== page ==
Were shredders like this at work in the Alberta Legislative Building this week? Actually modern document destruction equipment may not appear exactly as illustrated. Below: Alberta Freedom of Information Commissioner Jill Clayton and Public Interest Commissioner Peter Hourihan (CBC photos).
If serious document destruction has actually been taking place in Alberta, chances are good it happened well before Albertans marked their ballots, let alone before their votes were counted.
For another, nowadays documents are not destroyed with paper shredders as effectively as with their digital equivalents – giant horseshoe magnets or something.
Just the same, it was the sight of bags of shredded documents in the hallways of the Legislature Building that seems to have set off a flurry of activity yesterday, with Alberta’s Freedom of Information Commissioner Jill Clayton and Public Interest Commissioner Peter Hourihan holding a joint news conference in the morning to say they’d be investigating complaints that records were being improperly destroyed at Alberta Environment and Sustainable Resource Development.
For her part, Premier Designate Notley asked the province’s top civil servant to order a halt to all document destruction forthwith.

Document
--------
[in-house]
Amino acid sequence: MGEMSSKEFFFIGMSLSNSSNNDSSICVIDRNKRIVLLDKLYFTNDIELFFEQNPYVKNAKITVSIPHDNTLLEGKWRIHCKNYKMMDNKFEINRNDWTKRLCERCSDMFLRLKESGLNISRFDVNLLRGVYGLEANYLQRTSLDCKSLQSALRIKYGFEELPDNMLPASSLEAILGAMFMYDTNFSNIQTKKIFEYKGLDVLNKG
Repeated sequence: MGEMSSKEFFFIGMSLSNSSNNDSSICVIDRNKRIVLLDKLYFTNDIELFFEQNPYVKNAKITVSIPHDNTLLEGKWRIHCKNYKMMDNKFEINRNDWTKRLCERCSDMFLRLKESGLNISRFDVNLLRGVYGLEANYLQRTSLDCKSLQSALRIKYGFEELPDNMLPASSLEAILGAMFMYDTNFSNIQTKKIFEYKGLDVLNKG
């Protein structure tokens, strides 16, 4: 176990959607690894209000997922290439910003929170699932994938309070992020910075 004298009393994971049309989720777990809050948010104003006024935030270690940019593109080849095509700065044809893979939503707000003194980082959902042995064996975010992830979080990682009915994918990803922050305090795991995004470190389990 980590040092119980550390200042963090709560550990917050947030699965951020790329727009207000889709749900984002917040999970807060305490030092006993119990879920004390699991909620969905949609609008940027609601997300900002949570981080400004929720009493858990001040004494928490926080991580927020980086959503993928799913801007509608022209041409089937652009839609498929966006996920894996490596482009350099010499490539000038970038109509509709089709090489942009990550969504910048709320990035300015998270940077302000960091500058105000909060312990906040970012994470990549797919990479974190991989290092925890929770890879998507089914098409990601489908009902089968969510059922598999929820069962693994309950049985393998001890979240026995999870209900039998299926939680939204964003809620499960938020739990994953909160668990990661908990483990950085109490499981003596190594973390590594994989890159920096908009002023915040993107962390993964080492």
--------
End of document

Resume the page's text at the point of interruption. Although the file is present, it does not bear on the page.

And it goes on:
Seriously, though, with the PCs securely in power for close to half a century, you can count on it that some of the most outrageous deals were done with a nudge, a wink and no written records whatsoever – over gins and tonics in the clubhouses of pricey Rocky Mountain golf resorts and the like.
So it was a bit unrealistic for incoming Wildrose Opposition Leader Brian Jean to bleat that Ms. Notley didn’t act quickly enough when the official final vote counts won’t even be completed and announced until tomorrow.
Then again, you can hardly blame the Wildrosers for trying to establish the narrative that they’re on the ball, looking out for Alberta taxpayers, while getting us to forget that their caucus has about the same proportion of inexperienced MLAs as that of the new government.
Alberta Party Leader Greg Clark, that party’s only MLA, joined in too, having already told the media he’d be submitting numerous Freedom of Information and Privacy information requests in hopes of stopping the shredding, not that it’s clear how that would stop a determined document destroyer.
Voters can take comfort from the facts everyone – except perhaps the small Legislative cadre of PC survivors – is anxious to uncover as much Tory dirt as possible from the past 44 years, and moreover that there’s too much stuff that happened over a span of time that long for all records to have been destroyed in a few days.
If the Notley Government wants advice on where to start looking, it could always call the CBC’s estimable investigative journalist Charles Rusnell, who has made a career of uncovering records the former government would have been just as happy to leave undisturbed.
This post also appears on Rabble.ca.